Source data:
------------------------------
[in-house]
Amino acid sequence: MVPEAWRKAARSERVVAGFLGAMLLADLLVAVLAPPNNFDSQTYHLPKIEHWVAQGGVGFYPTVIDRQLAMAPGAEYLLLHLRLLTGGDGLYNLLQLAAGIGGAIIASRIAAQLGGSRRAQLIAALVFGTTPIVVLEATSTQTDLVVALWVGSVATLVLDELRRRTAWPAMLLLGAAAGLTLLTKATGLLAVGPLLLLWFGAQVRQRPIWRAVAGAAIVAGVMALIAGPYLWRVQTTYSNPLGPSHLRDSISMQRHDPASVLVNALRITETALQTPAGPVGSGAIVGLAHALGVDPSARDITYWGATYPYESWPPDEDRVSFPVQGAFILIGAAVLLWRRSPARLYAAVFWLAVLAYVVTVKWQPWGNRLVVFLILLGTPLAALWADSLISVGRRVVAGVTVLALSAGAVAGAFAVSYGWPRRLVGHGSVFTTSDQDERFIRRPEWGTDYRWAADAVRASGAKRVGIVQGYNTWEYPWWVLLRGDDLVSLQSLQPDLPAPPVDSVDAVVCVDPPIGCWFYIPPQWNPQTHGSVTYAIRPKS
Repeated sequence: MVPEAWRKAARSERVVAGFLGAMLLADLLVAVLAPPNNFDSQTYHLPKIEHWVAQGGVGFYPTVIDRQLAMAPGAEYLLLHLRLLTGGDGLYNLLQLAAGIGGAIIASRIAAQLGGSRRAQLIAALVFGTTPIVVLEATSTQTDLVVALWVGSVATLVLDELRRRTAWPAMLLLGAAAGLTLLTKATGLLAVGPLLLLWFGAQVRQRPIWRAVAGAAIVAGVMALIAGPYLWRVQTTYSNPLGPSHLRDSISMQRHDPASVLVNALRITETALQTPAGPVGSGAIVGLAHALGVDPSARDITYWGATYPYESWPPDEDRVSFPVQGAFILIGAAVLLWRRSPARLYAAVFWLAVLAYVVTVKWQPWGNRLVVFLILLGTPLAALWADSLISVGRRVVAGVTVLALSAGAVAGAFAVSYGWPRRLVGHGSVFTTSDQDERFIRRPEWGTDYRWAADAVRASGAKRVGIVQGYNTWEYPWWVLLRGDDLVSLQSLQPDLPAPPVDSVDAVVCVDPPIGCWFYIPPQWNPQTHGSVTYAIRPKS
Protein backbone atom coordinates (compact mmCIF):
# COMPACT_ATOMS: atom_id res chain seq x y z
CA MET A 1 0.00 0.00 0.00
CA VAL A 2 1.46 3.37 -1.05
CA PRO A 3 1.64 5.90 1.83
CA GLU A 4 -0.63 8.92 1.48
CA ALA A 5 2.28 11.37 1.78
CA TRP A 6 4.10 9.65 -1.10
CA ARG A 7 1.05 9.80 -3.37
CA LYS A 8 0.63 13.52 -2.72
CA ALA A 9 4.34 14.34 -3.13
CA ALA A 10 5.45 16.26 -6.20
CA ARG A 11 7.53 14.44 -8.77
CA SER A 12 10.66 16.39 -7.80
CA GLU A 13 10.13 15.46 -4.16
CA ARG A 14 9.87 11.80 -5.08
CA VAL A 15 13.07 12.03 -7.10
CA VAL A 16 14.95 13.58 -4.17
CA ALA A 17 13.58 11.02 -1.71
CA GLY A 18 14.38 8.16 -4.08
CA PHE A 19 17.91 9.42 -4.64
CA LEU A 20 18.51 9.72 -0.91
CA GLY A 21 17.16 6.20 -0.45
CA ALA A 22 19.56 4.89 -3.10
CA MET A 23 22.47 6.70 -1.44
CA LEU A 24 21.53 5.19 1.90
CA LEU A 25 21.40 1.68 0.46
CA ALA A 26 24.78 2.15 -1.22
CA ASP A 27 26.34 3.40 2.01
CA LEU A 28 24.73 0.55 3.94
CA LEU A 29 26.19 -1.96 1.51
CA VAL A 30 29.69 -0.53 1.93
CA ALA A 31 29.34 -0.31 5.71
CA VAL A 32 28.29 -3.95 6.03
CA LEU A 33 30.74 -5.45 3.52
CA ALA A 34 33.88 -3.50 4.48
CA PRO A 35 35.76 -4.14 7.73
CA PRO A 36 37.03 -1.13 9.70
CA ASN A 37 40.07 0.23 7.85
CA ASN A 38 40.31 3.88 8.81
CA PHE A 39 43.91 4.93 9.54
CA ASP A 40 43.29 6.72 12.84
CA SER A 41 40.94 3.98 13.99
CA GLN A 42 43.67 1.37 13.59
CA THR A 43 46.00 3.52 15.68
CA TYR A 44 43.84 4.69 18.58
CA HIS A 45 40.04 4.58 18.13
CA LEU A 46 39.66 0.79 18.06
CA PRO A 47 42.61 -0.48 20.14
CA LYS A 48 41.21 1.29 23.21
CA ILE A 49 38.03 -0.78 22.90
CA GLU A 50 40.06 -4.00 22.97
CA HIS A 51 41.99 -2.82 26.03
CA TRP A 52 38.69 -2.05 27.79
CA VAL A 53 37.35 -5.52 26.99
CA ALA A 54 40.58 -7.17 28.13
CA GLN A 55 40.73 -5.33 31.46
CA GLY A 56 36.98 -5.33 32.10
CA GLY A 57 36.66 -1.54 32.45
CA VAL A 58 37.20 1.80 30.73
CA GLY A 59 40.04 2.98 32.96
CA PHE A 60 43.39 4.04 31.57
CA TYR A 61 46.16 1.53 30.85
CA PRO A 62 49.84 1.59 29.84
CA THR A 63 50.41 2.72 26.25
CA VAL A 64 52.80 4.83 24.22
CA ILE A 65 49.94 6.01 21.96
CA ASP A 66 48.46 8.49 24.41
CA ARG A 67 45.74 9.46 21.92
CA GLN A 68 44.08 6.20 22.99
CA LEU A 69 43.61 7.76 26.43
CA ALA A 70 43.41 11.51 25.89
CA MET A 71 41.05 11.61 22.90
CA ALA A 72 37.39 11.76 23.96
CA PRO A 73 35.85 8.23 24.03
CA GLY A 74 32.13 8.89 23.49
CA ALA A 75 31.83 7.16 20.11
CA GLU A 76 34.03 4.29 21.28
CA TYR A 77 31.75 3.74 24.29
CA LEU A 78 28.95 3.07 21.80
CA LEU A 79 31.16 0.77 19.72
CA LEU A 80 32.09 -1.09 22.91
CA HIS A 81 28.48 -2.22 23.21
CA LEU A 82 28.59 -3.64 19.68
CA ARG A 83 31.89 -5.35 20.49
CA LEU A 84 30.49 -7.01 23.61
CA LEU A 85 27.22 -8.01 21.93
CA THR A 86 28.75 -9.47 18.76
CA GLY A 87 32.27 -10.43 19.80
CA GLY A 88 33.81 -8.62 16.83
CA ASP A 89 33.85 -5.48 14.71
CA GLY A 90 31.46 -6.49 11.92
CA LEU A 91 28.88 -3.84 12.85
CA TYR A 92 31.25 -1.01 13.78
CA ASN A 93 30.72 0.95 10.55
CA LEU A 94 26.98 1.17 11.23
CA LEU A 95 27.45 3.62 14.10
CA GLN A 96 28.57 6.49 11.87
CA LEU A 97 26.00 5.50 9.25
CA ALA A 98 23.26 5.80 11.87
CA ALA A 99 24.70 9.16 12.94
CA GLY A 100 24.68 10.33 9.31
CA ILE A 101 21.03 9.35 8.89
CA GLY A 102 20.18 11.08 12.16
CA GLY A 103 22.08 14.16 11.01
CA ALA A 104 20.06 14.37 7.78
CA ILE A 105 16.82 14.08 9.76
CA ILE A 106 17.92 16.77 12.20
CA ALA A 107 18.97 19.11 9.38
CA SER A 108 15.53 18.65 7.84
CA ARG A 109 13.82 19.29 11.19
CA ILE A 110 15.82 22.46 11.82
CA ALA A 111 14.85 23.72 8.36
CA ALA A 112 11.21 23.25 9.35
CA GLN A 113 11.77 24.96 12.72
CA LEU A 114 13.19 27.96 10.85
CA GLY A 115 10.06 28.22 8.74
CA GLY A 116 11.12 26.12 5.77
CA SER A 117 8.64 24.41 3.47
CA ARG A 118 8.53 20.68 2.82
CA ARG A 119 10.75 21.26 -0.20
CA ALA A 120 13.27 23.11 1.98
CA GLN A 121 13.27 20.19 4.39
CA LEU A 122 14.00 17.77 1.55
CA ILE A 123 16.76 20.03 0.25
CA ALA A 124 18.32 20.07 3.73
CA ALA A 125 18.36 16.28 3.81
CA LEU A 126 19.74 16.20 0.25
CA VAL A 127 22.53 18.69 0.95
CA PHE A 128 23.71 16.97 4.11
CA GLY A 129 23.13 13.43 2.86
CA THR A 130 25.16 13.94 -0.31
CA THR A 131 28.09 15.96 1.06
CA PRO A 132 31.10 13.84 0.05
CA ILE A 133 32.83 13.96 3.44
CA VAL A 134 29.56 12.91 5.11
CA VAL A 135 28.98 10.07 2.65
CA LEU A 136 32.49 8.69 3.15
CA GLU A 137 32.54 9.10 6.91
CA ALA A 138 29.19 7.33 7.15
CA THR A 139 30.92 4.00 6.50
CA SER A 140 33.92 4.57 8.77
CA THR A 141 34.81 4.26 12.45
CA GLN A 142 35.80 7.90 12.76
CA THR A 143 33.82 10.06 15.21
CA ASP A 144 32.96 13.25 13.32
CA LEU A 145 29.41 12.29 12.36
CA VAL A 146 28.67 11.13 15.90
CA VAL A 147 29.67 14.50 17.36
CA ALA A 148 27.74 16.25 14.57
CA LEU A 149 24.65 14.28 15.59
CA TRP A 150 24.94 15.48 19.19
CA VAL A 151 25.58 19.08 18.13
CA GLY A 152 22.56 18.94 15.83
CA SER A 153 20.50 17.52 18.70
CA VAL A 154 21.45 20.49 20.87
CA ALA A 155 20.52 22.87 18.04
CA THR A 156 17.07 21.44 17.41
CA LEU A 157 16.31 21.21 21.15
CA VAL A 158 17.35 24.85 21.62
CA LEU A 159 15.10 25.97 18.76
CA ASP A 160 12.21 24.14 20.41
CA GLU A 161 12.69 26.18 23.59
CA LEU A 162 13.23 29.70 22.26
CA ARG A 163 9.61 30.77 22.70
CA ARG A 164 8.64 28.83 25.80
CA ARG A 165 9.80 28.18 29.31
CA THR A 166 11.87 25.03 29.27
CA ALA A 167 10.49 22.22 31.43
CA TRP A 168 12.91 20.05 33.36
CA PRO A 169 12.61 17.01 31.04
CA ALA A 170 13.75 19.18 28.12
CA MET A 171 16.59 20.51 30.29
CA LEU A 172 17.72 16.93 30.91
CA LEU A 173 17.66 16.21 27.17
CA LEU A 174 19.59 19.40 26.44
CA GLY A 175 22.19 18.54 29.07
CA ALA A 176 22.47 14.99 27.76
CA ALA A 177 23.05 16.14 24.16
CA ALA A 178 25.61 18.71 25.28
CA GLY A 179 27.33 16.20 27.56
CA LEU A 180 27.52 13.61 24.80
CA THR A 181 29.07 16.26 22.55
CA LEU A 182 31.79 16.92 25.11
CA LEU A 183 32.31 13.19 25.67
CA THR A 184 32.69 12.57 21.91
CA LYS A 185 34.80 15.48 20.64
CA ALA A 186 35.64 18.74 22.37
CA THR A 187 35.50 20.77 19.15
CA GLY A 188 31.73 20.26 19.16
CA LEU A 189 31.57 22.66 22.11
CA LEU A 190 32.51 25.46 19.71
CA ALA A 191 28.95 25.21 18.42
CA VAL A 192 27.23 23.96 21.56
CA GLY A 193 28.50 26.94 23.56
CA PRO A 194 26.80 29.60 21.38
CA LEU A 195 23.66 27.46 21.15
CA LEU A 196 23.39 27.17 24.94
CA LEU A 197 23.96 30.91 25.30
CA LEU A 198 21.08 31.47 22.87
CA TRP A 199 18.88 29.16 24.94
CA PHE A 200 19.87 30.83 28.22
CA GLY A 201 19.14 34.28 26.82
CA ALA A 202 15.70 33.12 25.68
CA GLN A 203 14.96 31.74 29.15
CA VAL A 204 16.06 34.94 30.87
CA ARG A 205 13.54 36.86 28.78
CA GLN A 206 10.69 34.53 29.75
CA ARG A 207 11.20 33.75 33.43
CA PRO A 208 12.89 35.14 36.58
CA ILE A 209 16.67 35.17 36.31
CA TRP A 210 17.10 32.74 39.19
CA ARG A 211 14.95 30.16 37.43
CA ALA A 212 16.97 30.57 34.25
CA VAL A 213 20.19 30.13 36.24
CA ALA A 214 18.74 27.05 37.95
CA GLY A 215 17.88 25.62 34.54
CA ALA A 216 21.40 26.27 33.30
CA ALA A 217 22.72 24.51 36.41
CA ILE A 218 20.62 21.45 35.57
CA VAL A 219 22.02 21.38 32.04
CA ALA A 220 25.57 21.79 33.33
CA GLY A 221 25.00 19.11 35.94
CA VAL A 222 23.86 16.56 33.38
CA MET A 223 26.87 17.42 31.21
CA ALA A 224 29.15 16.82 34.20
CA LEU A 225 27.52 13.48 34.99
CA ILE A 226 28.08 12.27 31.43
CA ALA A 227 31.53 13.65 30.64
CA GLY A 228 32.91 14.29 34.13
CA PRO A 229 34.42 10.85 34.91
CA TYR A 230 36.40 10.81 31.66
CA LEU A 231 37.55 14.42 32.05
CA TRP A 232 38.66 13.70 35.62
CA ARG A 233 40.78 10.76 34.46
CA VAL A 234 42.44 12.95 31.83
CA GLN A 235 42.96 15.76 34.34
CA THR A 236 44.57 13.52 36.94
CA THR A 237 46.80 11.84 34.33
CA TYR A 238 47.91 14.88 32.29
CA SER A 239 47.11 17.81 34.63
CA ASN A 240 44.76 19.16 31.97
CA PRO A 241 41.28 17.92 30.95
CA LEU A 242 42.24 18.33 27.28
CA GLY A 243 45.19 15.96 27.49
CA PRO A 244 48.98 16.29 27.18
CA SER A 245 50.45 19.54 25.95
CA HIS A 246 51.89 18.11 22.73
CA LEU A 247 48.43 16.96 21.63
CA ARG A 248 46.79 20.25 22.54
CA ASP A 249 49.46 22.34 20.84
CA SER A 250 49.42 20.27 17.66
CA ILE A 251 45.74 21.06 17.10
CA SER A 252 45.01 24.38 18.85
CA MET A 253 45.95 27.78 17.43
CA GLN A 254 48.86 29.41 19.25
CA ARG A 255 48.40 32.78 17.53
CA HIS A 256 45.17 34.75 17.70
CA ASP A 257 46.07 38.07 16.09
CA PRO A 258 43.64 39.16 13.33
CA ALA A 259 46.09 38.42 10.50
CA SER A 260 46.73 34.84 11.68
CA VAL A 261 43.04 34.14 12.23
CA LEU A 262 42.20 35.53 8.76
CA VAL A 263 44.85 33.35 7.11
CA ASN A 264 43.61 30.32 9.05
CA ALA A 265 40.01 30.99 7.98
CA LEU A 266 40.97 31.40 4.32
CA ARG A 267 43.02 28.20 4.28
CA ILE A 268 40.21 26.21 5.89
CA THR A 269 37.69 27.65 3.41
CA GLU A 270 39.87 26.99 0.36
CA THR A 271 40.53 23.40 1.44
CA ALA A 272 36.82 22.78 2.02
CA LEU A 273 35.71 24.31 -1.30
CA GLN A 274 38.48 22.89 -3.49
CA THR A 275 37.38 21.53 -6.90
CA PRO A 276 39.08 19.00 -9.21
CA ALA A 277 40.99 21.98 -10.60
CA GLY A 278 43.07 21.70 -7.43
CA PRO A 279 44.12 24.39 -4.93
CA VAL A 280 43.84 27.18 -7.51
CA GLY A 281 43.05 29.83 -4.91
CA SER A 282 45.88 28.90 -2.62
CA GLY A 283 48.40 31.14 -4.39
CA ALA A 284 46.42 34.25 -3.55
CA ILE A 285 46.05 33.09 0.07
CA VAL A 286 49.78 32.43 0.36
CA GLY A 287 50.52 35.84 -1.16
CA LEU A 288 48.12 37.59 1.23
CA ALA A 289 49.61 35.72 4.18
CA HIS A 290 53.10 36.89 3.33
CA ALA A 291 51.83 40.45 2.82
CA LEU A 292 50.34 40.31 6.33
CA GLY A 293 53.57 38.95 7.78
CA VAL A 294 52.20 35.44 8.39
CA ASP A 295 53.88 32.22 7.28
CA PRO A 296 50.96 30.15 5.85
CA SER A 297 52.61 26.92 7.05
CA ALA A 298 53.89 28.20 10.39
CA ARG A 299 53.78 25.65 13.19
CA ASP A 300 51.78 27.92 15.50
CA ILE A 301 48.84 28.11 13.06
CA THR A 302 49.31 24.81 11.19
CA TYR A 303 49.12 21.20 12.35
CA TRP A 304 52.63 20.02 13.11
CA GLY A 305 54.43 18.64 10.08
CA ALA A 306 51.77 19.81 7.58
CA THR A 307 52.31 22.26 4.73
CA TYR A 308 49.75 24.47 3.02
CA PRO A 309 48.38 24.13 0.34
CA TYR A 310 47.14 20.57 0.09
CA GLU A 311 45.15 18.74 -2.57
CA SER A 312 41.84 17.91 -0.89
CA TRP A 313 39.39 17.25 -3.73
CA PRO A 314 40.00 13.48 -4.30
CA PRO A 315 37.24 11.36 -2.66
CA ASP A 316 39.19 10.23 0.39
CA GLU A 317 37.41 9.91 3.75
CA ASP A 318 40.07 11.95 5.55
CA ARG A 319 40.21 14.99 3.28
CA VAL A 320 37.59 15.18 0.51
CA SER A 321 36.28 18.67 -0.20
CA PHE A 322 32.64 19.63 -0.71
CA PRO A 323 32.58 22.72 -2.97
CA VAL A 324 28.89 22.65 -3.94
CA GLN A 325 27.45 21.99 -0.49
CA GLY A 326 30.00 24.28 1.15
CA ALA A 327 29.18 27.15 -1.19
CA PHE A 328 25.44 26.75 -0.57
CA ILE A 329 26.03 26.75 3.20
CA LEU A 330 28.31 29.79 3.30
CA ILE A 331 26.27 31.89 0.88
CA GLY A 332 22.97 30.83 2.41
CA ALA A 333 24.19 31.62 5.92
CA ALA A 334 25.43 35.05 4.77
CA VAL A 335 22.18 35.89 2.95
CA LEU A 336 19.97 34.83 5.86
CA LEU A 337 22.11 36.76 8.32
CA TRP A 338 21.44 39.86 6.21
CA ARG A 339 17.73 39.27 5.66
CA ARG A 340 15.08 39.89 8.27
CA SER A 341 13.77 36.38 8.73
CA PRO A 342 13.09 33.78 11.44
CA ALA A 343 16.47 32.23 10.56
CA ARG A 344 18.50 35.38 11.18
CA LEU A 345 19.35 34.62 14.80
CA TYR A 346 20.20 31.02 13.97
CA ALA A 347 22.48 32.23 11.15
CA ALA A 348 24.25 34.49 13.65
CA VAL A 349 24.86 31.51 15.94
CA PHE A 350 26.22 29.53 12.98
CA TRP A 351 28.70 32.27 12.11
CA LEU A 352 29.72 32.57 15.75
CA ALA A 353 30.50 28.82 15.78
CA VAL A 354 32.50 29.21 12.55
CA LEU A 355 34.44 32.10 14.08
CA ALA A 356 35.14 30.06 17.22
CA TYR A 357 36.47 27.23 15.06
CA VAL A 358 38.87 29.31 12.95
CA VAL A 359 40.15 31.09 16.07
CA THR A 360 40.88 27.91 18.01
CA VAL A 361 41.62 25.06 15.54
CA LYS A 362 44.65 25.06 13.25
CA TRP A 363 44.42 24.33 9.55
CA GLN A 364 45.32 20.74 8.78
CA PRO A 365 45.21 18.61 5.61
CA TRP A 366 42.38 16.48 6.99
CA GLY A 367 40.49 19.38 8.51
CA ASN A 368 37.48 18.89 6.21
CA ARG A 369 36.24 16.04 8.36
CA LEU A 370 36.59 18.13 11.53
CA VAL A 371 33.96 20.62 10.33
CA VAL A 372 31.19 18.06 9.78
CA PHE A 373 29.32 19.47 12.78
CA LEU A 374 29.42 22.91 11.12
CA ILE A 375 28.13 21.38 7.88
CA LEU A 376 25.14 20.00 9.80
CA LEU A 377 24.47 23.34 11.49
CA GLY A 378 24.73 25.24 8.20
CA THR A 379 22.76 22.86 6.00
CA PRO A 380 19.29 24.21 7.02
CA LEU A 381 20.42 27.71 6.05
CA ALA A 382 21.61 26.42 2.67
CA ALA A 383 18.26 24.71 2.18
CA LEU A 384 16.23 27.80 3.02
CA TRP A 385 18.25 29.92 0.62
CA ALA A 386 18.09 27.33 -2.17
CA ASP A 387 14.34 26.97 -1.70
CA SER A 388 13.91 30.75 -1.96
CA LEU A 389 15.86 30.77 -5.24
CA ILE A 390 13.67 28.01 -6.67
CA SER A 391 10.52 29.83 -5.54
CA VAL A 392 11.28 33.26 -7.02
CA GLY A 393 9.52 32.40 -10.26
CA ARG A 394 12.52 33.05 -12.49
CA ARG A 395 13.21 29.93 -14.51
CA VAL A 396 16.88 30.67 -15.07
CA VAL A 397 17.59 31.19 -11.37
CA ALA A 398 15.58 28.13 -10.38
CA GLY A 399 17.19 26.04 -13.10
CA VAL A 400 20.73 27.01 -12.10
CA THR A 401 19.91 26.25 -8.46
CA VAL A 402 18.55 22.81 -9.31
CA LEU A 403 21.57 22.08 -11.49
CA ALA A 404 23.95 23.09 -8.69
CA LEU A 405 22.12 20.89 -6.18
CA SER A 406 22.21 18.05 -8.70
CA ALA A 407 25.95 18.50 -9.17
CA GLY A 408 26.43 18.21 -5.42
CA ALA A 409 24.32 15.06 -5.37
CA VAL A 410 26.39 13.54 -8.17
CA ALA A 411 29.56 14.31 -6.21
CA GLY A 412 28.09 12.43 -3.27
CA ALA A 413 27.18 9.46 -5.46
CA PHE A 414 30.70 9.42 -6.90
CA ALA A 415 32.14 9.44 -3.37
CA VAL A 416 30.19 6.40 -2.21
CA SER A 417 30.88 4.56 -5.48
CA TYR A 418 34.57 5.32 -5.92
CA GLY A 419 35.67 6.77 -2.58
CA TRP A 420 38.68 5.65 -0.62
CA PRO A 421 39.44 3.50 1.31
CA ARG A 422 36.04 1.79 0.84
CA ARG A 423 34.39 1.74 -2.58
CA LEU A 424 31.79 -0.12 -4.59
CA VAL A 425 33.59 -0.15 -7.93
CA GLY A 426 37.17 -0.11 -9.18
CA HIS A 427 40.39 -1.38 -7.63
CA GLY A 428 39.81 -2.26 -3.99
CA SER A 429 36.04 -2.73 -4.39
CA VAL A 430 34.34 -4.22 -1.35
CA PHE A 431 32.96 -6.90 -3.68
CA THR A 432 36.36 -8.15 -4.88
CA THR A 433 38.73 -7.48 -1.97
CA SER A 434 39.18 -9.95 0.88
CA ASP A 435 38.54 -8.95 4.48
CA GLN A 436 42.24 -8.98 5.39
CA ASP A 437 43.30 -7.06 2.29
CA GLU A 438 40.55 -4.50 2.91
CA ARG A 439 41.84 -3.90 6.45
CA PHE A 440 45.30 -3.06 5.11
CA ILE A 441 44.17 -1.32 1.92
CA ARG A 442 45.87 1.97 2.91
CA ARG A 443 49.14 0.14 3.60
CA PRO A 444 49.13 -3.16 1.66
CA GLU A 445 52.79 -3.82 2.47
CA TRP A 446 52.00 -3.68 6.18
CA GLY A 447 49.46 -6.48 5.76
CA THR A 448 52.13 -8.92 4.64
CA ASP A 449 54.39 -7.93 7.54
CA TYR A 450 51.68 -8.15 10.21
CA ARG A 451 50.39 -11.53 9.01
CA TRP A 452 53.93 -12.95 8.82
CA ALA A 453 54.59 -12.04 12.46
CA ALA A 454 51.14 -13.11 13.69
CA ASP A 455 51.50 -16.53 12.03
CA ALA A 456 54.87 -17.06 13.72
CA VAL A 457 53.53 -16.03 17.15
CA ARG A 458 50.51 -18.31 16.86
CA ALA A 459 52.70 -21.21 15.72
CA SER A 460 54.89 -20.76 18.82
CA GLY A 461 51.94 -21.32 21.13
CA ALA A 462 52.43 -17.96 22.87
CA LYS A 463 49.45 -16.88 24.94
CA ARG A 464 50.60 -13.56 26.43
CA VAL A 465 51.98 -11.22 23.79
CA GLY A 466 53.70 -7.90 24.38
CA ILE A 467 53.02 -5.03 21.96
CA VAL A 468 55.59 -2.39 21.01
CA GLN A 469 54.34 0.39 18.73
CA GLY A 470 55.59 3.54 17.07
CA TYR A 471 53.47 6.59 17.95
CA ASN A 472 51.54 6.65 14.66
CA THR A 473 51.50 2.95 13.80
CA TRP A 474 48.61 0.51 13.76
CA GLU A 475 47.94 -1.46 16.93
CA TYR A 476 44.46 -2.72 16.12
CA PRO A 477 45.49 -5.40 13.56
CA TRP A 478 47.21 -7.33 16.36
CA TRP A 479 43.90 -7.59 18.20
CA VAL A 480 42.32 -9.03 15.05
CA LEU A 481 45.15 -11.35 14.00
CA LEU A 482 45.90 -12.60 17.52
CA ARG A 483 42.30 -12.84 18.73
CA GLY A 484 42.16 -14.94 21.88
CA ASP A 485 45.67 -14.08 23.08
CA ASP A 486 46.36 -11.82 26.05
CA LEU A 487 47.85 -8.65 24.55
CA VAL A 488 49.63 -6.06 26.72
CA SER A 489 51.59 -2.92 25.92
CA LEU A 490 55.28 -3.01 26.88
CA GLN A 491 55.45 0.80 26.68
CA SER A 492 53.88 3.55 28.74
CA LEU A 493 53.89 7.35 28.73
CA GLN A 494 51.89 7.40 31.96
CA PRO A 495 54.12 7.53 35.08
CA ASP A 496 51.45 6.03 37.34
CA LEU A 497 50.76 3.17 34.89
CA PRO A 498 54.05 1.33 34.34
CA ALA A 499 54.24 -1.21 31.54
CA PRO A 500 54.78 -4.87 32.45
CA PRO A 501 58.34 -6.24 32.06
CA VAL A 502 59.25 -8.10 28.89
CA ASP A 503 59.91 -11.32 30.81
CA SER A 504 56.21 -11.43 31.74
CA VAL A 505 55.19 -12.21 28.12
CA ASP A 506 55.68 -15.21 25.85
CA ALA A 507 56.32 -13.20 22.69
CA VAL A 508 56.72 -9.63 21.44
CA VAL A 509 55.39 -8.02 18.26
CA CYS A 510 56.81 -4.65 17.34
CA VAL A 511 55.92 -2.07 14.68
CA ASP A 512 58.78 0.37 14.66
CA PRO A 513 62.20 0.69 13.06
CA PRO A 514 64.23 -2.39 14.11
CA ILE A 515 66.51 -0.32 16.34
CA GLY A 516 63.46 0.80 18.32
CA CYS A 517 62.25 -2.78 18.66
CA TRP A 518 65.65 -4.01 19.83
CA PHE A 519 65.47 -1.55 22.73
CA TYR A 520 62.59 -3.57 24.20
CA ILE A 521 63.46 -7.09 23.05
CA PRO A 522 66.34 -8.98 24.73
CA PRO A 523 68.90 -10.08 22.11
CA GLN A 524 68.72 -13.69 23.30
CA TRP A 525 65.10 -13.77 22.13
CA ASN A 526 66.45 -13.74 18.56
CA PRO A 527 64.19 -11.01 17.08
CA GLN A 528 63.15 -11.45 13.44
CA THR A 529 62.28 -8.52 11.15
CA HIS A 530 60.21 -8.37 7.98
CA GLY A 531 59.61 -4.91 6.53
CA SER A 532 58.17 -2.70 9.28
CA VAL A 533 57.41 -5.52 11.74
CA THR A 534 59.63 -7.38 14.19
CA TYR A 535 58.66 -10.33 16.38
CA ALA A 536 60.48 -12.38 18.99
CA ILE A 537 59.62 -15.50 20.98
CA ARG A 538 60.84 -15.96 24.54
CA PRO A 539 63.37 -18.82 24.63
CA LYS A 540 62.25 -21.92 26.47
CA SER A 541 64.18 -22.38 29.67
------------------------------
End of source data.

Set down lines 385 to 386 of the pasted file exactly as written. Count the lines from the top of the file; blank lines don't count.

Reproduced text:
CA PRO A 380 19.29 24.21 7.02
CA LEU A 381 20.42 27.71 6.05